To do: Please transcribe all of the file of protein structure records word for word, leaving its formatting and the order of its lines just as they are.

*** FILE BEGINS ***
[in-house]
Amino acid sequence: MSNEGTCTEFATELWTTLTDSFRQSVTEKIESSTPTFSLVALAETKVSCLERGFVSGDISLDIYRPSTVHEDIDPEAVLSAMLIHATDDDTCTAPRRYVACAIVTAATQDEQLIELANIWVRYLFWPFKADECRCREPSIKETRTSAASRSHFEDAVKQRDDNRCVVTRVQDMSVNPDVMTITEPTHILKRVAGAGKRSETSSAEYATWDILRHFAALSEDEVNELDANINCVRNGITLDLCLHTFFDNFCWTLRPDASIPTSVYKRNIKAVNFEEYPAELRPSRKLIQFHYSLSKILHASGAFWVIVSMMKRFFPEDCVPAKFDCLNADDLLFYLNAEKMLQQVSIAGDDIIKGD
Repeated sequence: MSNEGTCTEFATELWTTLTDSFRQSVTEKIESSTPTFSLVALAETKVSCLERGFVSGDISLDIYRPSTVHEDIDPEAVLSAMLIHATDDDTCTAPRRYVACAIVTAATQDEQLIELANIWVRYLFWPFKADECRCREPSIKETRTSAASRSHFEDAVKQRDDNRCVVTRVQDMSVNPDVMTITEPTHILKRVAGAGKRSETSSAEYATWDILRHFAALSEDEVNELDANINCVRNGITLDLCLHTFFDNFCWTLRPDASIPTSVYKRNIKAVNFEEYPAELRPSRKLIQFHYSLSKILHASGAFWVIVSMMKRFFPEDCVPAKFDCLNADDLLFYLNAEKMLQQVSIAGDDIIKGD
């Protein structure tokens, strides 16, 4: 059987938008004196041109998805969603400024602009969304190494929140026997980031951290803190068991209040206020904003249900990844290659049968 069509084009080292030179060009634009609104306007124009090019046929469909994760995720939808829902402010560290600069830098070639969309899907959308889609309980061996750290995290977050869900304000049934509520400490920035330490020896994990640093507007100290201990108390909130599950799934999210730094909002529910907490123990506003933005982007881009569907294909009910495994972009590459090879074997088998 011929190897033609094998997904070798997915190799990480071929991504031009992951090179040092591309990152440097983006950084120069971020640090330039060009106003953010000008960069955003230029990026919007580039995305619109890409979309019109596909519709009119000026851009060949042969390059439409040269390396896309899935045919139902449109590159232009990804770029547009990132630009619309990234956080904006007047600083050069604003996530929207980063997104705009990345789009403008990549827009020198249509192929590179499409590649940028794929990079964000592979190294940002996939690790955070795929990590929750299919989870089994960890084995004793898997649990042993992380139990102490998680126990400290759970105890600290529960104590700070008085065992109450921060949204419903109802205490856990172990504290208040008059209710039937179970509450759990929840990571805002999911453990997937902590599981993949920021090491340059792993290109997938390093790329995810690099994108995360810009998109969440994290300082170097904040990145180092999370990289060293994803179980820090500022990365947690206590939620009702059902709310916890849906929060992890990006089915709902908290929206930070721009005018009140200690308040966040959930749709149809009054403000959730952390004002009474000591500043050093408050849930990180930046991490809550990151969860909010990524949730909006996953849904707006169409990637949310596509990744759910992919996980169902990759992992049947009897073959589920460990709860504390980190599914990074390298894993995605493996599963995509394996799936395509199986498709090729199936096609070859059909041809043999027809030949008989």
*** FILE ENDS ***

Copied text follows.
[in-house]
Amino acid sequence: MSNEGTCTEFATELWTTLTDSFRQSVTEKIESSTPTFSLVALAETKVSCLERGFVSGDISLDIYRPSTVHEDIDPEAVLSAMLIHATDDDTCTAPRRYVACAIVTAATQDEQLIELANIWVRYLFWPFKADECRCREPSIKETRTSAASRSHFEDAVKQRDDNRCVVTRVQDMSVNPDVMTITEPTHILKRVAGAGKRSETSSAEYATWDILRHFAALSEDEVNELDANINCVRNGITLDLCLHTFFDNFCWTLRPDASIPTSVYKRNIKAVNFEEYPAELRPSRKLIQFHYSLSKILHASGAFWVIVSMMKRFFPEDCVPAKFDCLNADDLLFYLNAEKMLQQVSIAGDDIIKGD
Repeated sequence: MSNEGTCTEFATELWTTLTDSFRQSVTEKIESSTPTFSLVALAETKVSCLERGFVSGDISLDIYRPSTVHEDIDPEAVLSAMLIHATDDDTCTAPRRYVACAIVTAATQDEQLIELANIWVRYLFWPFKADECRCREPSIKETRTSAASRSHFEDAVKQRDDNRCVVTRVQDMSVNPDVMTITEPTHILKRVAGAGKRSETSSAEYATWDILRHFAALSEDEVNELDANINCVRNGITLDLCLHTFFDNFCWTLRPDASIPTSVYKRNIKAVNFEEYPAELRPSRKLIQFHYSLSKILHASGAFWVIVSMMKRFFPEDCVPAKFDCLNADDLLFYLNAEKMLQQVSIAGDDIIKGD
């Protein structure tokens, strides 16, 4: 059987938008004196041109998805969603400024602009969304190494929140026997980031951290803190068991209040206020904003249900990844290659049968 069509084009080292030179060009634009609104306007124009090019046929469909994760995720939808829902402010560290600069830098070639969309899907959308889609309980061996750290995290977050869900304000049934509520400490920035330490020896994990640093507007100290201990108390909130599950799934999210730094909002529910907490123990506003933005982007881009569907294909009910495994972009590459090879074997088998 011929190897033609094998997904070798997915190799990480071929991504031009992951090179040092591309990152440097983006950084120069971020640090330039060009106003953010000008960069955003230029990026919007580039995305619109890409979309019109596909519709009119000026851009060949042969390059439409040269390396896309899935045919139902449109590159232009990804770029547009990132630009619309990234956080904006007047600083050069604003996530929207980063997104705009990345789009403008990549827009020198249509192929590179499409590649940028794929990079964000592979190294940002996939690790955070795929990590929750299919989870089994960890084995004793898997649990042993992380139990102490998680126990400290759970105890600290529960104590700070008085065992109450921060949204419903109802205490856990172990504290208040008059209710039937179970509450759990929840990571805002999911453990997937902590599981993949920021090491340059792993290109997938390093790329995810690099994108995360810009998109969440994290300082170097904040990145180092999370990289060293994803179980820090500022990365947690206590939620009702059902709310916890849906929060992890990006089915709902908290929206930070721009005018009140200690308040966040959930749709149809009054403000959730952390004002009474000591500043050093408050849930990180930046991490809550990151969860909010990524949730909006996953849904707006169409990637949310596509990744759910992919996980169902990759992992049947009897073959589920460990709860504390980190599914990074390298894993995605493996599963995509394996799936395509199986498709090729199936096609070859059909041809043999027809030949008989």